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To expect a reply to resignation

(30 Posts)
itsnicetobeniceto Mon 12-Jun-17 13:01:05

I offered my resignation in writing about a month ago. I am surprised that I got no verbal or written acknowledgement of this form my boss ?is this bad manners ? Or am I being unreasonable ?

I heard from friends it was accepted and people at work all know and my previous job is now being interviewed for . Any thoughts ??

MovingOnUpMovingOnOut Mon 12-Jun-17 13:01:45

Are you not in work at the moment?

You should have had an acknowledgement.

itsnicetobeniceto Mon 12-Jun-17 13:05:43

No not at work as on a career break hence expecting some sort of formal communication from boss rather than hearsay from friends . Is this normal practice ?

MovingOnUpMovingOnOut Mon 12-Jun-17 13:06:51

Not normal in my experience.

Could you send an email requested acknowledgment of receipt?

CrazyDuchess Mon 12-Jun-17 13:07:02

I would expect a formal response confirming your last date of work and procedures in place for an exit intervew/ returning equipment or uniform/ details of outstanding pay/annual leave.

So I would follow it up if I was you.

Chloe84 Mon 12-Jun-17 13:08:56

Do you not have a regular catch-up with your boss

I have always taken boss aside to give them a verbal heads up before sending resigantion email.

I think it's rude to spring a resignation letter on someone without a warning, unless employers were complete cockwombles, then it's justified.

ScarlettFreestone Mon 12-Jun-17 13:09:13

Have you not followed it up with a phone call or email?

I'd expect HR to organise an exit interview and agree things like any owed holiday pay.

Chloe84 Mon 12-Jun-17 13:09:25

Cross post

Redsippycup Mon 12-Jun-17 13:10:53

I would expect, at the very least, confirmation of last day you are employed by them, and last payday.

Longdistance Mon 12-Jun-17 13:11:04

I had this.

I gave my notice in end of April, left end of May.

Manager barely acknowledged it, and I'm well known within the company for my work. I was expecting something from HO at least my area manager. But, alas no, they couldn't give a shit.

Which has lead me to believe I was right in handing my notice in.

A reply 'I'm so sorry to hear you're leaving' wouldn't have gone amiss.

Whosthebestbabainalltheworld Mon 12-Jun-17 13:11:16

Technically, if you're on a career break you're not actually employed by whoever. I think it's a termination with a guarantee of reemployment at a certain date (under certain terms etc.). Maybe they didn't feel they needed to contact you as you're not an employee?

Whosthebestbabainalltheworld Mon 12-Jun-17 13:11:58

But it's a small bit ignorant not to acknowledge receipt of the letter.

itsnicetobeniceto Mon 12-Jun-17 13:19:22

I am still an employee til contract is terminated . I gave ample notice that my resignation was coming . I told my boss well in advance . I felt I had a good enough relationship for them to pick up the phone and say we got letter it's accepted ... Job will be advertised etc ..... But I got nothing. Only hearing from a close friend at work that everyone knows I resigned and there now is vacancy. I think it is telling me , as previous poster said , am glad I resigned, as this shows true colours of boss.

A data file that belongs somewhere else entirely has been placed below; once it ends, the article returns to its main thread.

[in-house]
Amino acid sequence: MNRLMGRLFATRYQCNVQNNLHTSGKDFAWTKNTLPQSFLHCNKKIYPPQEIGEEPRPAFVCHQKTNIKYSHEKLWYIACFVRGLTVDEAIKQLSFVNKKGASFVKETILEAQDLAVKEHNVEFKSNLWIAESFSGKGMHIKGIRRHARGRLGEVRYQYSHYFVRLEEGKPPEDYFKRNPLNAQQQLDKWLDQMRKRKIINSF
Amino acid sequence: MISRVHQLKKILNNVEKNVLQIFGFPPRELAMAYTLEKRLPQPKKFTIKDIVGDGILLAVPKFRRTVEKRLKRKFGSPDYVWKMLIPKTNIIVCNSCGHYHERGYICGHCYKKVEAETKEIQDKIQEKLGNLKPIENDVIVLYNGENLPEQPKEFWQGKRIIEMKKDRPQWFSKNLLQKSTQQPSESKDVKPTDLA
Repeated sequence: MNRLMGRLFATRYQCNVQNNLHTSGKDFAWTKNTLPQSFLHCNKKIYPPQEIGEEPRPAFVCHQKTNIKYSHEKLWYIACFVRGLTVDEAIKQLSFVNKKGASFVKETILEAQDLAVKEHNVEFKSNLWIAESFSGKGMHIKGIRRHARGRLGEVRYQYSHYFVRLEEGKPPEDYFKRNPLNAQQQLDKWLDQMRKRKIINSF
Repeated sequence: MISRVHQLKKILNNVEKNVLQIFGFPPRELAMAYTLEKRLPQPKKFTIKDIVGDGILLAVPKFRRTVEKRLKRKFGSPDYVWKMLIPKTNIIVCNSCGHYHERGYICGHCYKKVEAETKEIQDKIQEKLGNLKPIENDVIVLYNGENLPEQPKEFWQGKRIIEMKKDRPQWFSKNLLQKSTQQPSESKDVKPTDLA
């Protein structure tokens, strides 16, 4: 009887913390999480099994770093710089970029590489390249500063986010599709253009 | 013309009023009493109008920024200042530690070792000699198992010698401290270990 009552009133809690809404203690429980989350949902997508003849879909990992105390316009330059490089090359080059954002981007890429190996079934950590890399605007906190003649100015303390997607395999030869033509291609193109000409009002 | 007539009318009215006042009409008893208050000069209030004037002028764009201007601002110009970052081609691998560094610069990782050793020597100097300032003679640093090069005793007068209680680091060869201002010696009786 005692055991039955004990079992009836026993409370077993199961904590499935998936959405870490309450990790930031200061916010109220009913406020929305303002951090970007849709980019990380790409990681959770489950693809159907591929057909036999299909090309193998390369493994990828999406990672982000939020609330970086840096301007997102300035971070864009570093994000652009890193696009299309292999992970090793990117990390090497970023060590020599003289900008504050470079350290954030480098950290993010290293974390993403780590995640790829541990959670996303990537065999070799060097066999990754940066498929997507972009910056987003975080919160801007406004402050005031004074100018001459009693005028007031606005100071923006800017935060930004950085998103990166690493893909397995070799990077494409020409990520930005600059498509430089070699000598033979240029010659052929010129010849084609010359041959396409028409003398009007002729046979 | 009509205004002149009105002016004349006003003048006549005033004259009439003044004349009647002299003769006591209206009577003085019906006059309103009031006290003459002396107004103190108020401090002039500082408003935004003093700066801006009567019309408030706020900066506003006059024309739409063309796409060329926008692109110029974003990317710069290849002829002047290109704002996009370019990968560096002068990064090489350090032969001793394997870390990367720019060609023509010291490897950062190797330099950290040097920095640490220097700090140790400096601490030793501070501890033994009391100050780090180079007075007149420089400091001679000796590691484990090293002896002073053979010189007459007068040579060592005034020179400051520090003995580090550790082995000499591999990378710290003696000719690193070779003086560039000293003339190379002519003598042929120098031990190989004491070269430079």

itsnicetobeniceto Mon 12-Jun-17 13:22:36

To add I have worked there for 15+ . I am sending a letter to request written confirmation of resignation . Am I being cheeky asking this ? I still need a decent reference from this boss as I have been there a long time .

ScarlettFreestone Mon 12-Jun-17 13:23:40

I don't understand why you are sending another letter? Just pick up the phone or drop him an email.

MovingOnUpMovingOnOut Mon 12-Jun-17 13:24:36

Don't send a letter, give them a ring.

Keep it light and friendly.

It is very poor form not to get in touch with you but lots of people are shit managers unfortunately.

superfluffyanimal Mon 12-Jun-17 13:25:37

Did you work notice after letter of resignation? Do they still owe you money?

itsnicetobeniceto Mon 12-Jun-17 13:26:55

Why not letter?

itsnicetobeniceto Mon 12-Jun-17 13:28:31

No money owed. I just want formal acceptance of resignation in writing for my own records really .

Whenwillwe3meetagain Mon 12-Jun-17 13:30:17

Why not call or email?

MovingOnUpMovingOnOut Mon 12-Jun-17 13:30:41

Why not a letter? Because it's not 1987 wink grin

Seriously, a letter makes it overly formal and takes a long time. Plus it's difficult to judge tone on a letter.

I'd just ring. Why not ring?

A brief email would also be fine if you don't want to speak to them. Brief and specific and yet polite and warm.

OnionKnight Mon 12-Jun-17 13:32:05

If they haven't responded to your first letter what makes you think they'll respond to this one? Just call them.

itsnicetobeniceto Mon 12-Jun-17 13:33:00

Am not sure what to do .... As am pissed off they didn't contact me which to me seems like the right thing to have done . So now I have to contact them ?

Whenwillwe3meetagain Mon 12-Jun-17 13:38:00

Pick up the phone! Will take three mins and then you won't be fretting anymore.

RB68 Mon 12-Jun-17 13:39:05

Give them a ring and just ask them to confirm in writing your last day of employment so you have it officially.

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